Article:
For the second year in a row the Obama administration has slashed funding for a key program to keep America safe from the threat of nuclear terrorism. Meanwhile, funding for the National Nuclear Security Administration’s nuclear weapons programs continues to rise at an incredible rate.
As others have pointed out, the administration’s release today of its FY 2014 budget request for the Department of Defense and the National Nuclear Security Administration (NNSA) was largely an exercise in political theater, as it completely ignores the budget caps mandated by sequestration. Nonetheless, the request is revealing in that it shows which defense programs the administration believes are a priority and those that it does not.
The administration requested $424.5 million for the Global Threat Reduction Initiative (GTRI), a decrease of $76.5 million (or 15%) below the pre-sequester FY 2013 appropriated level. GTRI is housed within NNSA’s Defense Nuclear Non-Proliferation Account and reduces and protects vulnerable nuclear and radiological materials located at civilian sites worldwide. Since 2009, GTRI has removed more than 1,400 kilograms of HEU and plutonium, enough for dozens of nuclear weapons. Last week NNSA announced the removal of the last remaining HEU from the Czech Republic.
Yet beginning last year the administration began to significantly scale back funding for this vital program. This is especially puzzling given the emphasis the administration has (rightly) placed on keeping nuclear materials out of the hands of terrorists. As President Obama noted in a speech last December, “I continue to believe that nuclear terrorism remains one of the greatest threats to global security. That’s why working to prevent nuclear terrorism is going to remain one of my top national security priorities as long as I have the privilege of being President of the United States.”
As NNSA has yet to release detailed budget information for its programs, it is unclear which activities within GTRI have been scaled back. The summary budget documents released today also do not provide a justification for the cut to GTRI.
Last year, the administration’s attempt to slash GTRI met with stiff resistance from Congress. Both the Senate and House Appropriations Committees increased funding for the program in their respective versions of the FY 2013 Energy and Water Appropriations bills.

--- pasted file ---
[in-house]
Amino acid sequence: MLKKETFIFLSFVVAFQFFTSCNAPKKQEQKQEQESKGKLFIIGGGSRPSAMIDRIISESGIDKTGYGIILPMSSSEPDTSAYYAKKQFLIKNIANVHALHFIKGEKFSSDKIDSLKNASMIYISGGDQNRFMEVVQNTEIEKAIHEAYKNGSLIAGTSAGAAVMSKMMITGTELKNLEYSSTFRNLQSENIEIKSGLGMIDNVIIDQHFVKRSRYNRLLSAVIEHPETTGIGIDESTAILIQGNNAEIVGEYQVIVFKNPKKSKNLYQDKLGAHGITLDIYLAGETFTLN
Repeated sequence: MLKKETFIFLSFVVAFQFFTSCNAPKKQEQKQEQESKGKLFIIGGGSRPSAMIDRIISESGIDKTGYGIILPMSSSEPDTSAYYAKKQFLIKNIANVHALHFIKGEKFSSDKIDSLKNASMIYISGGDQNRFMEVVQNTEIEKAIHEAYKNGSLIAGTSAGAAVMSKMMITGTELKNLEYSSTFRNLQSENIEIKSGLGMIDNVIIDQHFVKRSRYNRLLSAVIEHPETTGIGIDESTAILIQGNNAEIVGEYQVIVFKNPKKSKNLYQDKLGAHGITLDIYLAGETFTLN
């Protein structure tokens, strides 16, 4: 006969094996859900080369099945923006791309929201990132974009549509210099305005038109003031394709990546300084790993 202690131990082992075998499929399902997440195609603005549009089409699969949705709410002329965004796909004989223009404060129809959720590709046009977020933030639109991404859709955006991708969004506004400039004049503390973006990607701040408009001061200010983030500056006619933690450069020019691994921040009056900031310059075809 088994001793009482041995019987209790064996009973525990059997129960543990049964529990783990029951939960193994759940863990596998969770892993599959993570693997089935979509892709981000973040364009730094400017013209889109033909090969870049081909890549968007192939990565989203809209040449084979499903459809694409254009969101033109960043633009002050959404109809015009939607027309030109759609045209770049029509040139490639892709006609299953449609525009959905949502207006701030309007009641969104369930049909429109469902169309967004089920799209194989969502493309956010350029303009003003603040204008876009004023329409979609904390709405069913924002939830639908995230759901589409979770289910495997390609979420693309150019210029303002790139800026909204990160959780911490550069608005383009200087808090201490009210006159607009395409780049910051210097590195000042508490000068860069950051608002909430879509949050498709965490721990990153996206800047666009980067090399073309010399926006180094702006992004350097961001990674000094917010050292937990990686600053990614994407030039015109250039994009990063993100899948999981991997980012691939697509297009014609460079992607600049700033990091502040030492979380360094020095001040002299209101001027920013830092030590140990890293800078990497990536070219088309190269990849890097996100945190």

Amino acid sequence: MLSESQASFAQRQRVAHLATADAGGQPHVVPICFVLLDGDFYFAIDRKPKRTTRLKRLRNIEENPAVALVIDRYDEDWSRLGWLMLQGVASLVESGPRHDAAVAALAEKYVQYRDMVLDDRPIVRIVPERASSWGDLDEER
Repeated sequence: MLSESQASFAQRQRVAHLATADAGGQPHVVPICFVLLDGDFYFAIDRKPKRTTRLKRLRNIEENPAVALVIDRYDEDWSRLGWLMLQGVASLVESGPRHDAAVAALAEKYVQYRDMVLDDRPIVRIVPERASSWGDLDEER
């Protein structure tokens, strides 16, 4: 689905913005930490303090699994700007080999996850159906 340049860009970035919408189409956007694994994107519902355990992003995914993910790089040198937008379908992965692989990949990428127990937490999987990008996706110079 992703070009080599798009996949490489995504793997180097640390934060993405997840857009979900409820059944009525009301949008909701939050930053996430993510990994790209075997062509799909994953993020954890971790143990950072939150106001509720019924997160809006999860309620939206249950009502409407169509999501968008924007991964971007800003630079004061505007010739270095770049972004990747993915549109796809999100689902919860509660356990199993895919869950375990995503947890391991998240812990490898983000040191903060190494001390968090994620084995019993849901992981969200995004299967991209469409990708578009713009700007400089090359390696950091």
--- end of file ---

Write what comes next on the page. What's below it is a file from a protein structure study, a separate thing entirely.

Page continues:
Elsewhere in the Defense Nuclear Non-Proliferation account, the budget request provides a slight increase for the Second Line of the Defense program, which installs radiation detectors and other equipment to ferret out illicit trafficking of weapons of mass destruction at border crossings, airports, and seaports across the globe. Recall that the administration’s FY 2013 budget request eviscerated the budget for this program pursuant to a strategic review.
The budget request also significantly reduces funding for the controversial Mixed Oxide (MOX) fuel program. This is good news. MOX, which aims to dispose of excess weapons-grade plutonium by mixing it with uranium and burning it in civilian reactors, has been plagued by cost overruns and schedule delays, and the Energy Department has yet to receive firm commitments from any utility to use the fuel. According to NNSA, “the administration will assess the feasibility of alternative plutonium disposition strategies, resulting in a slowdown of MOX Fuel Fabrication Facility construction in 2014.”
While funding for GTRI was reduced for the second year in a row, the administration’s budget request for NNSA nuclear weapons activities continues to explode. NNSA requested 7.87 billion for nuclear weapons sustainment and modernization programs, an increase of $311 million (or 4.1%) above the pre-sequester FY 2013 appropriated level. In reality, when accounting for the fact that NNSA moved $256 million in spending for nuclear counterterrorism and counterproliferation programs from weapons activities to defense nuclear nonproliferation, the increase actually exceeds 7%. This is an extraordinary plus-up given that most defense programs are either decreasing, flat-lining, or experiencing much slower rates of growth. It is also a testament to the President’s effort to make good on his pledge to significantly increase funding for nuclear modernization as part of his effort in 2010 to win Senate approval for New START.
Given that the FY 2014 budget request ignores sequestration, Congress must either act to obviate the defense spending reductions required by the Budget Control Act or make significant cuts below the budget request. Whatever the outcome, Congress must prioritize anti-nuclear terror programs, which address one of the most extreme and immediate threats to US security. As Sen. Dianne Feinstein (D-CA) put it last year, “While modernizing the nuclear weapons stockpile is important it cannot come at the expense of nonproliferation activities.”
Stay tuned for more information about the budget request in the coming days, including Laicie’s analysis of national defense spending, an assessment of the Pentagon’s request for new nuclear weapons delivery systems and missile defense, detailed funding charts for nuclear material security and nuclear weapons programs, and suggestions for where Congress might look for reductions within the bloated and unaffordable nuclear weapons budget.